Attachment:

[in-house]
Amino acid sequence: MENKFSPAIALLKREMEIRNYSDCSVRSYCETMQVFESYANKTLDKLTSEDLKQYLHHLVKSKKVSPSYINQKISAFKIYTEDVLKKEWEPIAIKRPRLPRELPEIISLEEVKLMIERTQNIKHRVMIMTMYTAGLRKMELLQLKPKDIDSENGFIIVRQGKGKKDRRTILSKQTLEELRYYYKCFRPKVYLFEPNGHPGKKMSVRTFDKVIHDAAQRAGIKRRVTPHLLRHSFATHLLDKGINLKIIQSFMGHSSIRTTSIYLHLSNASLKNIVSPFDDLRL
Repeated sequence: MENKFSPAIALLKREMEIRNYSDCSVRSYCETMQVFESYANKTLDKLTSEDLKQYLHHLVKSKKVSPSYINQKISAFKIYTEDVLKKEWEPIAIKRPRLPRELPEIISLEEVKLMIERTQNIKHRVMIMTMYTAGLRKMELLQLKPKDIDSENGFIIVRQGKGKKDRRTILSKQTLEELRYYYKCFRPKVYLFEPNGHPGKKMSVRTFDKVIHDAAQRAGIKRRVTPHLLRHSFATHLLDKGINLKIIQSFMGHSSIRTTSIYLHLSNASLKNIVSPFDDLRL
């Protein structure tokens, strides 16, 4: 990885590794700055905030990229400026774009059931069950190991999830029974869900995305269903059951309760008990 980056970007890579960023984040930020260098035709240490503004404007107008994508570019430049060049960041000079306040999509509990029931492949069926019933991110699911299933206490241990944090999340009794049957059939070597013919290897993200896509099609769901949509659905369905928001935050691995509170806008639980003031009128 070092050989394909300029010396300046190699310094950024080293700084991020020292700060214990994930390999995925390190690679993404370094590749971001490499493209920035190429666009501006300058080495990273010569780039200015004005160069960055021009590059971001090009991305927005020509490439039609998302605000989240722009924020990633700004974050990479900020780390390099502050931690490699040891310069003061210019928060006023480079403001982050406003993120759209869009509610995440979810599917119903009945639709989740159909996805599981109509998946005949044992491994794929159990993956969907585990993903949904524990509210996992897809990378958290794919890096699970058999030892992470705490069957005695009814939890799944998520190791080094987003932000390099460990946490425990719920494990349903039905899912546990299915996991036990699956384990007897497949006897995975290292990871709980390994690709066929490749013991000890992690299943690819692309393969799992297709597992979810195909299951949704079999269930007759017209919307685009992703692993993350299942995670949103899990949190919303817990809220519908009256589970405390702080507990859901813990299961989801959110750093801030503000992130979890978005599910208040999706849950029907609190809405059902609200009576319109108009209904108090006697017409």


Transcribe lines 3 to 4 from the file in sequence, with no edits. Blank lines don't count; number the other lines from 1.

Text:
Repeated sequence: MENKFSPAIALLKREMEIRNYSDCSVRSYCETMQVFESYANKTLDKLTSEDLKQYLHHLVKSKKVSPSYINQKISAFKIYTEDVLKKEWEPIAIKRPRLPRELPEIISLEEVKLMIERTQNIKHRVMIMTMYTAGLRKMELLQLKPKDIDSENGFIIVRQGKGKKDRRTILSKQTLEELRYYYKCFRPKVYLFEPNGHPGKKMSVRTFDKVIHDAAQRAGIKRRVTPHLLRHSFATHLLDKGINLKIIQSFMGHSSIRTTSIYLHLSNASLKNIVSPFDDLRL
């Protein structure tokens, strides 16, 4: 990885590794700055905030990229400026774009059931069950190991999830029974869900995305269903059951309760008990 980056970007890579960023984040930020260098035709240490503004404007107008994508570019430049060049960041000079306040999509509990029931492949069926019933991110699911299933206490241990944090999340009794049957059939070597013919290897993200896509099609769901949509659905369905928001935050691995509170806008639980003031009128 070092050989394909300029010396300046190699310094950024080293700084991020020292700060214990994930390999995925390190690679993404370094590749971001490499493209920035190429666009501006300058080495990273010569780039200015004005160069960055021009590059971001090009991305927005020509490439039609998302605000989240722009924020990633700004974050990479900020780390390099502050931690490699040891310069003061210019928060006023480079403001982050406003993120759209869009509610995440979810599917119903009945639709989740159909996805599981109509998946005949044992491994794929159990993956969907585990993903949904524990509210996992897809990378958290794919890096699970058999030892992470705490069957005695009814939890799944998520190791080094987003932000390099460990946490425990719920494990349903039905899912546990299915996991036990699956384990007897497949006897995975290292990871709980390994690709066929490749013991000890992690299943690819692309393969799992297709597992979810195909299951949704079999269930007759017209919307685009992703692993993350299942995670949103899990949190919303817990809220519908009256589970405390702080507990859901813990299961989801959110750093801030503000992130979890978005599910208040999706849950029907609190809405059902609200009576319109108009209904108090006697017409």